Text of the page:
The secular charter. Where to begin?
The bill that Pauline Marois has been teasing about all summer finally made it’s way into public view in the recent weeks and “surprise!” it’s every bit the xenophobic, self-centered and, dare I say it, racist document that people feared it would be.
The best description of the bill that I’ve heard so far is “Privileged white person hopes other privileged white people will support bill that removes privileges from non-white people”. While this might sound a little blunt, it isn’t far from the truth of what this so-called charter is looking to accomplish.
The double standard of it all is what sickens me. The PQ are focusing their war of values on the symbols of Islam, Sikhism and Judaism, essentially depriving people who are traditionally “not white” from being able to display their faith and cultural heritage in public, all the while willing to leave crosses (depending on their length) in public spaces because they are very much part of the “Quebec Identity”.
I’m 100% behind the separation of Church and State; the human race has witnessed far too many atrocities when a narrow-minded religious enterprise was able to enact its policies with the full power of the state behind its swings. However, this isn’t about Church and State being bed-buddies, this about the State deciding which Church has a place in it’s society.
As well, the state has little to no right to interfere with the personal lives of its citizens in areas where no one is being harmed. Yes, there are crazy religious cults out there and crazy over-zealous practitioners of virtually every religion (yup, there are even xenophobic, violent Buddhists out there, believe it or not) but this is Canada and the par for the Canadian course is peace and tolerance.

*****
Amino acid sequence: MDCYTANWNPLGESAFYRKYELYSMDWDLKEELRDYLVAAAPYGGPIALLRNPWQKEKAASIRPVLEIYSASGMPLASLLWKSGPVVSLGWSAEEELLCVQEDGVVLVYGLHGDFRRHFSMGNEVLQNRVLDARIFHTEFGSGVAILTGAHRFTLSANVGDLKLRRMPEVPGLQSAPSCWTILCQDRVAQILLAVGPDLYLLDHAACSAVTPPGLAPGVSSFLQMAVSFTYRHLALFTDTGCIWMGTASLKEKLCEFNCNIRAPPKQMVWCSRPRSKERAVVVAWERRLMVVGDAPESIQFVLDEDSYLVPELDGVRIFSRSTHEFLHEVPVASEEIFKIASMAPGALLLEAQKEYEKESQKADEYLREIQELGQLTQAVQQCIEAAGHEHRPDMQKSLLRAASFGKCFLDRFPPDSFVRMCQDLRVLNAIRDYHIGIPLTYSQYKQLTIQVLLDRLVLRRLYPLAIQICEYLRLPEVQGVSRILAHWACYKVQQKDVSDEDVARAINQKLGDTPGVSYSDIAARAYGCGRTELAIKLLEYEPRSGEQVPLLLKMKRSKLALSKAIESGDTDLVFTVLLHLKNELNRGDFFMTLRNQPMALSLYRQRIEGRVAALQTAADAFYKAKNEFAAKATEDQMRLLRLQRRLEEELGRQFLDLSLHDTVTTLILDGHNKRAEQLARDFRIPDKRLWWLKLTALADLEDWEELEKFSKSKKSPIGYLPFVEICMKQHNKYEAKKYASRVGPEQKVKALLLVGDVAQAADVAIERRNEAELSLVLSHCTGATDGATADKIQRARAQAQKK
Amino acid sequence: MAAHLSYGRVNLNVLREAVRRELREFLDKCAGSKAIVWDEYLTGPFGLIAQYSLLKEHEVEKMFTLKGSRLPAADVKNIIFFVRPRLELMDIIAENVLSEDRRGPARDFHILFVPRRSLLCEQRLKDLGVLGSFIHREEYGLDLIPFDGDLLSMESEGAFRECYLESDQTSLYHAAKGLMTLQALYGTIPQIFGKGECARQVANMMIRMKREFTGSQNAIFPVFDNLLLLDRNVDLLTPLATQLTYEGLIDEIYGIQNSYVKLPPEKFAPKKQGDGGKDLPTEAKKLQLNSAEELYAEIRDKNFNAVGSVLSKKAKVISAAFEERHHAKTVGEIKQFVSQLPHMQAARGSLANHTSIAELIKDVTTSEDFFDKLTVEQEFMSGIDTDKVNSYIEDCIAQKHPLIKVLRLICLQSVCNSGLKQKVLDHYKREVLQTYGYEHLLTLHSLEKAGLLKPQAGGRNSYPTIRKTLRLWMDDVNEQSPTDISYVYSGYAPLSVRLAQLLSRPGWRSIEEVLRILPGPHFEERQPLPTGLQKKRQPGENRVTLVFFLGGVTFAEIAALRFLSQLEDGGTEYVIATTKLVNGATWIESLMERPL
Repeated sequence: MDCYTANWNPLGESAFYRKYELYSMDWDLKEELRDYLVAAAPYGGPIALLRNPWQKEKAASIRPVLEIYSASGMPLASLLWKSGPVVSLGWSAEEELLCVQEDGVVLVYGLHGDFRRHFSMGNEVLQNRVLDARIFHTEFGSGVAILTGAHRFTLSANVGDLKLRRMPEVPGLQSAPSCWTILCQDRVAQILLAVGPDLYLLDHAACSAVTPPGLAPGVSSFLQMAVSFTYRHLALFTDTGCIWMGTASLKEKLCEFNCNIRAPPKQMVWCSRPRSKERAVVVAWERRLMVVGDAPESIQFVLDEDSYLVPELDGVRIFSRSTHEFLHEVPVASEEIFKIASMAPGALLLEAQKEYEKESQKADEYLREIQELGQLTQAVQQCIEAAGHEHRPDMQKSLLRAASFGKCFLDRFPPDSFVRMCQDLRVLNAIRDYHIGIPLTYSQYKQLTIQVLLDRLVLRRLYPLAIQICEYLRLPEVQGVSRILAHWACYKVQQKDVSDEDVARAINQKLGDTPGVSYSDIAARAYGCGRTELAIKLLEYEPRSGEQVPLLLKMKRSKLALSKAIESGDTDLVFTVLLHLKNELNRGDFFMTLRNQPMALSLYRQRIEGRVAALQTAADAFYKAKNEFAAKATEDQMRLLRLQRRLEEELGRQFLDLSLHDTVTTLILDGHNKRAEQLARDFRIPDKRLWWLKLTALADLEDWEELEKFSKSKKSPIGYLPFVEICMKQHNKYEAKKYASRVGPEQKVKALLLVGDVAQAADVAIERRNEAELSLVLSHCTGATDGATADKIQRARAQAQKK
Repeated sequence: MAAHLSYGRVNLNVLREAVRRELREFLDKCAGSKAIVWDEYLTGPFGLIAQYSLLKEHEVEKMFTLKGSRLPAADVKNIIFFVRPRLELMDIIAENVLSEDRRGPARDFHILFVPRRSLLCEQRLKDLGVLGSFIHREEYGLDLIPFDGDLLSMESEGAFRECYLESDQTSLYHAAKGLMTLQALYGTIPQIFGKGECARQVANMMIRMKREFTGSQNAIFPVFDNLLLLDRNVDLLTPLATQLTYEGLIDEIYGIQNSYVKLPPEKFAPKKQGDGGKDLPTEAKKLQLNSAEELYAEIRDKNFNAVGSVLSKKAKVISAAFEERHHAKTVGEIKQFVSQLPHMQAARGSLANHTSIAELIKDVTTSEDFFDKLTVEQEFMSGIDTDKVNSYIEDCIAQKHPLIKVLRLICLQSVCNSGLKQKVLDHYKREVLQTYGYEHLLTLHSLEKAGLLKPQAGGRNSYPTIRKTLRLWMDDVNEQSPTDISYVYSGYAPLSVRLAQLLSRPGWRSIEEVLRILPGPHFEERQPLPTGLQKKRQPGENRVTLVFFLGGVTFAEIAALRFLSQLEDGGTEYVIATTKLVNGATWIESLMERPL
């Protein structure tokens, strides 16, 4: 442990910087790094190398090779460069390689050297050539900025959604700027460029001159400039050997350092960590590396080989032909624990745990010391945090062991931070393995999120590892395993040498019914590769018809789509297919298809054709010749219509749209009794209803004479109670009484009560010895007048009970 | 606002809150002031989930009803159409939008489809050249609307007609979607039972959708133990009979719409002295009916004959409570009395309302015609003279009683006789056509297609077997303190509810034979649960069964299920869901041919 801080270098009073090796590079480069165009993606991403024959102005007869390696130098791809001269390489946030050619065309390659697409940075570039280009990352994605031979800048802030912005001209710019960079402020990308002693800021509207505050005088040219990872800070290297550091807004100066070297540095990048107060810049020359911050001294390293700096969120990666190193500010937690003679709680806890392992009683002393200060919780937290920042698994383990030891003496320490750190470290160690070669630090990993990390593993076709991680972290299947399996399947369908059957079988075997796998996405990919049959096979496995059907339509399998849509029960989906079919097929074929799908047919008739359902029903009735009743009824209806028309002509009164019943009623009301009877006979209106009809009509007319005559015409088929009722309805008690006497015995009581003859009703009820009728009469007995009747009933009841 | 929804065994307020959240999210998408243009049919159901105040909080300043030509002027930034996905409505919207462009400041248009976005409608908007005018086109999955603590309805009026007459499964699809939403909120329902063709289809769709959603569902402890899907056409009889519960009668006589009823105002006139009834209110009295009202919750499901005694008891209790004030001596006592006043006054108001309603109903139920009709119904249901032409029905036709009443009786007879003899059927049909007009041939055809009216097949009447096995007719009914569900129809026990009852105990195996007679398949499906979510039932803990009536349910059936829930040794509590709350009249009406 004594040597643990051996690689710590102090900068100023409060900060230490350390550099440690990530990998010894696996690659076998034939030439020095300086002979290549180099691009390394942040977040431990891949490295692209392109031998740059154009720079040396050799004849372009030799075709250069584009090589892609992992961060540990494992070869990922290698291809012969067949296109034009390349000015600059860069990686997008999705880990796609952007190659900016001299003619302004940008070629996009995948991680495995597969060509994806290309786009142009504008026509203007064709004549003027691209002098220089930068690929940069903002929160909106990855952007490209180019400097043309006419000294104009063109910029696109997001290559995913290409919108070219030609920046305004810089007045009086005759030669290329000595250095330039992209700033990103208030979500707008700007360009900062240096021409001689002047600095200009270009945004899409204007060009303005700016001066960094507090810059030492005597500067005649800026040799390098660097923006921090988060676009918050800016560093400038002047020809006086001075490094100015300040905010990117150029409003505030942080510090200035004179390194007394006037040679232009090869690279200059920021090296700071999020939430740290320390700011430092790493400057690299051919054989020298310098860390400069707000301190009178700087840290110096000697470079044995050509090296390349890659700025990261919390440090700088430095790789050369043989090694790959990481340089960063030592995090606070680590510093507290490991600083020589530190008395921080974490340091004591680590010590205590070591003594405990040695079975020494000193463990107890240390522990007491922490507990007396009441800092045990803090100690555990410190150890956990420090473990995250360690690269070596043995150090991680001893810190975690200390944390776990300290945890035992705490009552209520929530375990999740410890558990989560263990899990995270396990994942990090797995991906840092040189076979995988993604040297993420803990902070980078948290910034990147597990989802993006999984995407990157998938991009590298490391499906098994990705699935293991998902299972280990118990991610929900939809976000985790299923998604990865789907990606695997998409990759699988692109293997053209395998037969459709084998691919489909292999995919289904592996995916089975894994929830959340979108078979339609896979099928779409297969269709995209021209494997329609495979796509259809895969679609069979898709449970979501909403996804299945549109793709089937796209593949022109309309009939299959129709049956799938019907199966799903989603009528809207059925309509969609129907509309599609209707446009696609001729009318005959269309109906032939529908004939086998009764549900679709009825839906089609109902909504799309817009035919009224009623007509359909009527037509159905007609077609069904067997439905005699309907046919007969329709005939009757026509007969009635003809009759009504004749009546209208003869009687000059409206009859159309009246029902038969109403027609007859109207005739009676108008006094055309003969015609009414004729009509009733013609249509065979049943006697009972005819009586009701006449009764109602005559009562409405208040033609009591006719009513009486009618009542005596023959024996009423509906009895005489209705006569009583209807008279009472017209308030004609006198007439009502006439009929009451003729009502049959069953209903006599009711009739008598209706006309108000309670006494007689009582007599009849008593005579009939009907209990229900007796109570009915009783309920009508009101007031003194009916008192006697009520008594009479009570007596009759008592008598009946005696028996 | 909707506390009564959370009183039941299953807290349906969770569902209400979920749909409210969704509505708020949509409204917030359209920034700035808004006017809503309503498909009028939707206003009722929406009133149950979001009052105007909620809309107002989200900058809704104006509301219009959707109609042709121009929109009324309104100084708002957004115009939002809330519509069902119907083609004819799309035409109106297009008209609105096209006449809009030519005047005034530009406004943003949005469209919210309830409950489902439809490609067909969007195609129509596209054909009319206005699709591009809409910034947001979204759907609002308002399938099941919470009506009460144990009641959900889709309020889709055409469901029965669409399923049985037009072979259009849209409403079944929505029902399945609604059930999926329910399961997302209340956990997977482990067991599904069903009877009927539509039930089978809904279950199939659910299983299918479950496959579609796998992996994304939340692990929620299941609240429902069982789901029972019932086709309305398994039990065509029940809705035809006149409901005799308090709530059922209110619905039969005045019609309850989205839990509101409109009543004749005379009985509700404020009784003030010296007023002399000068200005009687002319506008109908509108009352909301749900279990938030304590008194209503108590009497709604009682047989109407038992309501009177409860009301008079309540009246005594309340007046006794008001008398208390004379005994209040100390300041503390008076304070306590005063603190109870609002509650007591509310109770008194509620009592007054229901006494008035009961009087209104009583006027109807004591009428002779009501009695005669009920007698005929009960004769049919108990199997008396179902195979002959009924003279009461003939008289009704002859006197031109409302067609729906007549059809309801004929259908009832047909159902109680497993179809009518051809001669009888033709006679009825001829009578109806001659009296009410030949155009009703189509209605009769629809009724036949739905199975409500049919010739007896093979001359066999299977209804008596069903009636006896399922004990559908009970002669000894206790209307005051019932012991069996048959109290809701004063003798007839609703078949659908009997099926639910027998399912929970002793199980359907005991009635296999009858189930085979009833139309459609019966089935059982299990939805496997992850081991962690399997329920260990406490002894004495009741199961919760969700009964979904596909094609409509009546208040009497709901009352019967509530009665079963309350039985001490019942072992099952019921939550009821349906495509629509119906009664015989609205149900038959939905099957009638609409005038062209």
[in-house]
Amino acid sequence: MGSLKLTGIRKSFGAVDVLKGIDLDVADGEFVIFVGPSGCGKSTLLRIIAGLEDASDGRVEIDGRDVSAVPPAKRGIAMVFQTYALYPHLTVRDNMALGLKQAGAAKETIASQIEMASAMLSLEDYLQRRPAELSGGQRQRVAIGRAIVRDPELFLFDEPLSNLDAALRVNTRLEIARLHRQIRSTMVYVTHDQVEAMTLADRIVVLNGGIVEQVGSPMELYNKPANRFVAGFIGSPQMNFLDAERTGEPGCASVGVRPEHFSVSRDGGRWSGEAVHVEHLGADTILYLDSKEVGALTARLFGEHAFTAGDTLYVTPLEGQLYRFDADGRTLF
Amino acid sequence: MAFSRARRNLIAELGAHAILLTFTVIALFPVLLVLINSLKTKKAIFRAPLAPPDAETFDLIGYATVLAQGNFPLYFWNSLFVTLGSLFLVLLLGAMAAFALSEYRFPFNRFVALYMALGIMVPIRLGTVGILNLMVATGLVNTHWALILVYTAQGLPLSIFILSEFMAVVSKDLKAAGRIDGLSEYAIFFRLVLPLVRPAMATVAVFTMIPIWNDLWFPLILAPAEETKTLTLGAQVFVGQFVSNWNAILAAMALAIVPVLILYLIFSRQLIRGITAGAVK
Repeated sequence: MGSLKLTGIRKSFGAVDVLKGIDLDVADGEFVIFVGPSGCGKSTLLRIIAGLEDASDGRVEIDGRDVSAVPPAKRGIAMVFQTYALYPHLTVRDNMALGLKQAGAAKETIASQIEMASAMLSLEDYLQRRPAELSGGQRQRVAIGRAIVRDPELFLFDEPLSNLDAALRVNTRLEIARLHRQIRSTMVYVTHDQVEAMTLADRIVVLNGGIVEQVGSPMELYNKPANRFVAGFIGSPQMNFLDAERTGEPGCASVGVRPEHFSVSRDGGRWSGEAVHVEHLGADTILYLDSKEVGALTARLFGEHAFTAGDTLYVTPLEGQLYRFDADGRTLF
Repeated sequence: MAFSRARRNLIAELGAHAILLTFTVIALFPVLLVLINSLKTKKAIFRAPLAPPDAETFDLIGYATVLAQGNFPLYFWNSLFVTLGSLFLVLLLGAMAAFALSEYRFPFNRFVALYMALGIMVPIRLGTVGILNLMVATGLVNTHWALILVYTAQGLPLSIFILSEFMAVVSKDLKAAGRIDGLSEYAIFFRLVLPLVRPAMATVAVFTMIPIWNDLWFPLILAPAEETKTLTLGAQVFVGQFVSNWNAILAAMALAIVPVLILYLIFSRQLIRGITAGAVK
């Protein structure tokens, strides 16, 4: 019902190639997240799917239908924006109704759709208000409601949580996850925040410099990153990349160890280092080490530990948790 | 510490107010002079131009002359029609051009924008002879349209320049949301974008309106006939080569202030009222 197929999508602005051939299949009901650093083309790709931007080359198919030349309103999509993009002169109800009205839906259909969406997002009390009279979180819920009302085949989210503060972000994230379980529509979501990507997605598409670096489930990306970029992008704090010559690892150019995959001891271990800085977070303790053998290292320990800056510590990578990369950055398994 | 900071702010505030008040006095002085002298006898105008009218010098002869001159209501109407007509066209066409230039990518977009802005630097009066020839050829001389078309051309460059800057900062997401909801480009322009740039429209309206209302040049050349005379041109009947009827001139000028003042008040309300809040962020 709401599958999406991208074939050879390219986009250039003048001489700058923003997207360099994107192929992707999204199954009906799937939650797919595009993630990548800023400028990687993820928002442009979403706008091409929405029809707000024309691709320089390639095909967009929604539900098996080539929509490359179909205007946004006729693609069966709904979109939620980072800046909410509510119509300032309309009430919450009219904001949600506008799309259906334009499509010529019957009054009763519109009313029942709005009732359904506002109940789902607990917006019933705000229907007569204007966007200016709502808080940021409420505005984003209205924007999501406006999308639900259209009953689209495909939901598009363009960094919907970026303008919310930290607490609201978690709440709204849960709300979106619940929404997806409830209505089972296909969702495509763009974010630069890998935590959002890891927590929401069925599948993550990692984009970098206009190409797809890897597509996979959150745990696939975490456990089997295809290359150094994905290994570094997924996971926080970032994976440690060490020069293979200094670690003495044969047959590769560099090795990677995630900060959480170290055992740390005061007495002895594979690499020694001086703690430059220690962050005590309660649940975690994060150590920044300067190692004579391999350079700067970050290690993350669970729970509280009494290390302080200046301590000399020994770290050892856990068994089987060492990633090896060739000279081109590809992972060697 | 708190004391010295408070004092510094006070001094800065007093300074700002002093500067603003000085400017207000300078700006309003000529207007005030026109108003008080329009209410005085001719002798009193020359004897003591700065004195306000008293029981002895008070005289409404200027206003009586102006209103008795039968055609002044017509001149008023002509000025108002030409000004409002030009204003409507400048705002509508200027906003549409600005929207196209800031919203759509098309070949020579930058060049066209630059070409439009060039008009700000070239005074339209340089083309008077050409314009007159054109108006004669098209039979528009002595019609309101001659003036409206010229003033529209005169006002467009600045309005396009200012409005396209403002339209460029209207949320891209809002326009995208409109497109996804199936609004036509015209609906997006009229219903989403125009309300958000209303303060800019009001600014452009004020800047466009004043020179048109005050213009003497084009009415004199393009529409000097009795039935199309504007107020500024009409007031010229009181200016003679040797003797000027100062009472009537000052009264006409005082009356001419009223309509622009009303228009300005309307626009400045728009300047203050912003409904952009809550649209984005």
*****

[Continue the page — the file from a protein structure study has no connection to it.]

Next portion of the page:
Religions in and of themselves are not bad; a Koran lying on the table, or being recited in an old man’s head as he walks down the street, isn’t harming anyone. The problem with religions is how they are interpreted and then how those interpretations are put into practice.
I’ve also never heard of a man’s turban being used to kill someone, but I’ve heard rumours that crosses were once a popular method.
People should be enraged when people are deprived of their religion and culture just as equally as they should when religion is forced upon others.
Equally so, if this bill passes, who’s to say we won’t see an even more severe one come two or three years down the road? If it’s public offices today, why not extend it to all Quebec business, and then parks and public spaces and just forget altogether that Canada (Quebec included) is a nation made up of many nations? Oh wait, that’s sort of what they are trying to do. Nothing like a little “us vs them” mentality to keep a society healthy.